The vast majority of modern road, leisure and mountain bikes on the market today use the derailleur transmission system. Intrigued on the options? Read our best derailleurs buying guide.
The name – from the French for ‘derail’ – is appropriate as the system uses your pedalling action to ‘de-rail’ the chain from one sprocket/gear to another.
Modern derailleurs – when properly adjusted and maintained – offer clean, crisp shifting even under demanding conditions, but it is useful to become familiar with the basic concepts and differences between manufacturers and standards when considering an upgrade or replacement.
If you don’t want to read our best derailleurs buying guide, you can go directly to the relevant product pages via the links below:
The front derailleur or ‘mech’ pushes the chain between the two or three chainrings on the chainset to change gears. It consists of a metal cage -through which the chain runs – connected to a parallelogram linkage which moves when the shifter cable is pulled or released.
If you wish to upgrade your front mech or replace a worn or broken one you need to make sure to get the correct type and mounting standard.
Front mechs are available with double and triple cages, to fit bikes with two or three front chainrings.
You will also need to choose a front mech that matches the amount of gears in your drivetrain. Lots of entry – to mid-level bikes use a 9-speed drivetrain but if you have a budget 7/8 speed system (which uses a wider chain and needs a narrower mech cage) or are using the increasingly common 10-speed standard (narrrower-chain = narrower cage) you will need a mech to match.
Front mechs also differ in how the cables are pulled. Conventional bottom pull mechs are actuated by a cable pulling downwards, which is normally routed under the bottom bracket (common on road and touring bikes as well as some full suspension mtb designs). Where suspension design permits, many mtbs instead use top pull mechs where the cable is routed under the top tube and pulls upwards. This has the advantage of keeping cables out of the way of mud and grit which can affect performance.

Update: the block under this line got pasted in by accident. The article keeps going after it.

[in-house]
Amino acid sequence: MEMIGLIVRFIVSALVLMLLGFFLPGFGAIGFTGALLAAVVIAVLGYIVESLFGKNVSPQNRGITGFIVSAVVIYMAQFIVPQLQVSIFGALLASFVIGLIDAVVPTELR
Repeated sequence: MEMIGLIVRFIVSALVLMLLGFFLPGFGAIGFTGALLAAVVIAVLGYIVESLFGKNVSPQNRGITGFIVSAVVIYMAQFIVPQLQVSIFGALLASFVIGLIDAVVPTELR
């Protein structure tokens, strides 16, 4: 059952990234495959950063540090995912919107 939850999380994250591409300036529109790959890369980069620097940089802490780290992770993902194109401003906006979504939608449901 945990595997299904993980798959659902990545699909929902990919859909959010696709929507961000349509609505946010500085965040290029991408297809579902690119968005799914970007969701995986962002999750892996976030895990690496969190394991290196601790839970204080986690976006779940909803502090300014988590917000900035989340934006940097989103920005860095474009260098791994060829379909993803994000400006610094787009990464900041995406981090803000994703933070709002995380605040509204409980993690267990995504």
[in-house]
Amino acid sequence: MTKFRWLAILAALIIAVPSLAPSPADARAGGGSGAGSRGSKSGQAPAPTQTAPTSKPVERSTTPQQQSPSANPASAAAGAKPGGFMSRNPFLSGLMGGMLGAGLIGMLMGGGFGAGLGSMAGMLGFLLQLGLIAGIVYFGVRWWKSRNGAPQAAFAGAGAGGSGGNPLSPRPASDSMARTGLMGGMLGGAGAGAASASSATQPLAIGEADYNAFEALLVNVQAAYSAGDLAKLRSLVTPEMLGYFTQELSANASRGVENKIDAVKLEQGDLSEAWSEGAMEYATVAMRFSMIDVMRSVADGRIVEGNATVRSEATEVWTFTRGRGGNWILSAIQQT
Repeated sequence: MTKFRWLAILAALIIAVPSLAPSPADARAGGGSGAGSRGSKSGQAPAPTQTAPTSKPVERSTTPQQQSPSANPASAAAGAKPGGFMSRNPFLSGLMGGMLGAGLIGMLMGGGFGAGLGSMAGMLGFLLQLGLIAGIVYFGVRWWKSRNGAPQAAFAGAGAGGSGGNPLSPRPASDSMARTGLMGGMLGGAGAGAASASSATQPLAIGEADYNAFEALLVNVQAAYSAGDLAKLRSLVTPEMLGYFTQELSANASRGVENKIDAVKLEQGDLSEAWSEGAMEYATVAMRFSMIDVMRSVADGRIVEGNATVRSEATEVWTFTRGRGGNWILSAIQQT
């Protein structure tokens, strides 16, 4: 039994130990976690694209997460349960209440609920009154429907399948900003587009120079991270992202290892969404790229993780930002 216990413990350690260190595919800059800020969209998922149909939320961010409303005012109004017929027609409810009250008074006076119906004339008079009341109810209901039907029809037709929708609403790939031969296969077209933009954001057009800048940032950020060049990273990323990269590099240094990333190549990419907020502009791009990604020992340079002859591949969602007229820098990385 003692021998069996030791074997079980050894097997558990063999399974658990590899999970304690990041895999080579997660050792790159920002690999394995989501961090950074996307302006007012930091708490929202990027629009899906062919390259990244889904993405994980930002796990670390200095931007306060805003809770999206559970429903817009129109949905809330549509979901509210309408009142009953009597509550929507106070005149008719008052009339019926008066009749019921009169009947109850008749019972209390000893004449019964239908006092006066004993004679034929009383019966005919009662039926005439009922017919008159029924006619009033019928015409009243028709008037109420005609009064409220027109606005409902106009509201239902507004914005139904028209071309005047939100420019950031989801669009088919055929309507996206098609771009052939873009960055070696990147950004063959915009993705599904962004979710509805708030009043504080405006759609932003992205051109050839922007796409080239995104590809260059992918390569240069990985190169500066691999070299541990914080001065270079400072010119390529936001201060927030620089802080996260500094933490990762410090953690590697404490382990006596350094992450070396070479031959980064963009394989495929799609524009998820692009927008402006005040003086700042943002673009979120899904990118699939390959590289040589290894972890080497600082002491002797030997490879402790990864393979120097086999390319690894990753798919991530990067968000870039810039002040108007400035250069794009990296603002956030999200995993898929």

NOTE: Shimano have also developed a standard of front mech called top swing. With conventional mechs, the cage is mounted to the bottom link of the parallelogram, the top of which is fixed to the derailleur body. Top swing mechs are the other way around, with the cage attached to the top of the parallelogram and the bottom link fixed in place. This arrangement enables the mech clamp be placed closer to the bottom bracket, providing more clearance for certain suspension designs without the need for an E-type fitting.
The majority of front mechs are attached to the bike with a clamp or band that fits around the seat tube and is bolted securely. Owing to the differences in tube diameters, you will need to make sure your new mech has the correct clamp size (some are provided with shims enabling them to be fitted to a range of tubes).
Other mechs bolt directly on to mounts that are attached to the frame (the ‘direct mount’ type that is becoming more common on many suspension bikes), while some mountain bike suspension designs do not permit a mech to be attached to the seat tube in any way. This has been overcome by means of the ‘E-type’ fitting which has a special mounting plate to fit the mech to the drive side of the bottom bracket. The plate is held in place by the bottom bracket retaining ring, while a bolt that screws into a boss on the seat tube provides stability.
MTB Rear Derailleurs: In-Depth